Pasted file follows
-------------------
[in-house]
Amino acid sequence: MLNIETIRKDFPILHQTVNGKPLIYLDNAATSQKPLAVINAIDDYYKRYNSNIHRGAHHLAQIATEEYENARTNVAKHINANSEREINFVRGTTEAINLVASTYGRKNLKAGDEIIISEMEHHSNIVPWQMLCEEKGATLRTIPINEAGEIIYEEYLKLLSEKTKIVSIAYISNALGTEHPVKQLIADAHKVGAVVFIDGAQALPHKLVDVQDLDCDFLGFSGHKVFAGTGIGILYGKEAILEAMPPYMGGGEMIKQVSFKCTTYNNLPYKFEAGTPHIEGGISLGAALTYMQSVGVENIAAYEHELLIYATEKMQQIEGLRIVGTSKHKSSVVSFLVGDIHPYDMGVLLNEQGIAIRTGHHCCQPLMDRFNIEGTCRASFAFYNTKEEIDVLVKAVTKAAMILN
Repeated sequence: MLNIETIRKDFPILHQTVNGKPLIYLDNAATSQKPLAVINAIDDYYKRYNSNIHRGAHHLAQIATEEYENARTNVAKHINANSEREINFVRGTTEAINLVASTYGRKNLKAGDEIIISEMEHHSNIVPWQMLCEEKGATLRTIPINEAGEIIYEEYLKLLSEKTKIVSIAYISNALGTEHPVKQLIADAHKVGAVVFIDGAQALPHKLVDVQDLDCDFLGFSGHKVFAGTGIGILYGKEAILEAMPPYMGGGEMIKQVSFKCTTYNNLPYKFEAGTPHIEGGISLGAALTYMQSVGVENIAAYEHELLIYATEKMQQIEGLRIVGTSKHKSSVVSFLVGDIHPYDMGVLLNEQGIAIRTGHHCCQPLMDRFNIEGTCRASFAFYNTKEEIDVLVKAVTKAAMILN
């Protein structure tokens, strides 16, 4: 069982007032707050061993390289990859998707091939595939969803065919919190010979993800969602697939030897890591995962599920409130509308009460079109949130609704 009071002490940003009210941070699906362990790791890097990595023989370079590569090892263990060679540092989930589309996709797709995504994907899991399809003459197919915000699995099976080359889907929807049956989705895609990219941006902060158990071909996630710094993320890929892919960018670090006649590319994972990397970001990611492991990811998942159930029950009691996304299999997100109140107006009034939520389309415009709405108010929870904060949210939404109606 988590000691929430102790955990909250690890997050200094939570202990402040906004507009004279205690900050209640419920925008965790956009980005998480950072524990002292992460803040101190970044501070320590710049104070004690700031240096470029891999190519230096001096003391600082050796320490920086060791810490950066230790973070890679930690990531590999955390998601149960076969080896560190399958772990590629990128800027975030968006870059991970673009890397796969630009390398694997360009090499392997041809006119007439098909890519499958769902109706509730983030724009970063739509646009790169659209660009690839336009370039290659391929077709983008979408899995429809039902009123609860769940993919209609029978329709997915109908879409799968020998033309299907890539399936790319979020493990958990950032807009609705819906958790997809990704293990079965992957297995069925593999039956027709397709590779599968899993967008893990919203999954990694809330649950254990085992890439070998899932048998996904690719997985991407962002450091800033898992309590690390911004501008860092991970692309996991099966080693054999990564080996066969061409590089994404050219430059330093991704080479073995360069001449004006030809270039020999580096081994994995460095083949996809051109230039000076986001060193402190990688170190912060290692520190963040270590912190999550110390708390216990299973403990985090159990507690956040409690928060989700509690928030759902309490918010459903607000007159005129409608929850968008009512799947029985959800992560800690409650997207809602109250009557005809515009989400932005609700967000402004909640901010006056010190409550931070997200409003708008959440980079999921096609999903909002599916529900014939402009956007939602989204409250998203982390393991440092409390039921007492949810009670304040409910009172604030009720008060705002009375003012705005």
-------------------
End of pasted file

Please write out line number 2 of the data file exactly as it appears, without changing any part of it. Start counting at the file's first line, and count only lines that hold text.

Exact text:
Amino acid sequence: MLNIETIRKDFPILHQTVNGKPLIYLDNAATSQKPLAVINAIDDYYKRYNSNIHRGAHHLAQIATEEYENARTNVAKHINANSEREINFVRGTTEAINLVASTYGRKNLKAGDEIIISEMEHHSNIVPWQMLCEEKGATLRTIPINEAGEIIYEEYLKLLSEKTKIVSIAYISNALGTEHPVKQLIADAHKVGAVVFIDGAQALPHKLVDVQDLDCDFLGFSGHKVFAGTGIGILYGKEAILEAMPPYMGGGEMIKQVSFKCTTYNNLPYKFEAGTPHIEGGISLGAALTYMQSVGVENIAAYEHELLIYATEKMQQIEGLRIVGTSKHKSSVVSFLVGDIHPYDMGVLLNEQGIAIRTGHHCCQPLMDRFNIEGTCRASFAFYNTKEEIDVLVKAVTKAAMILN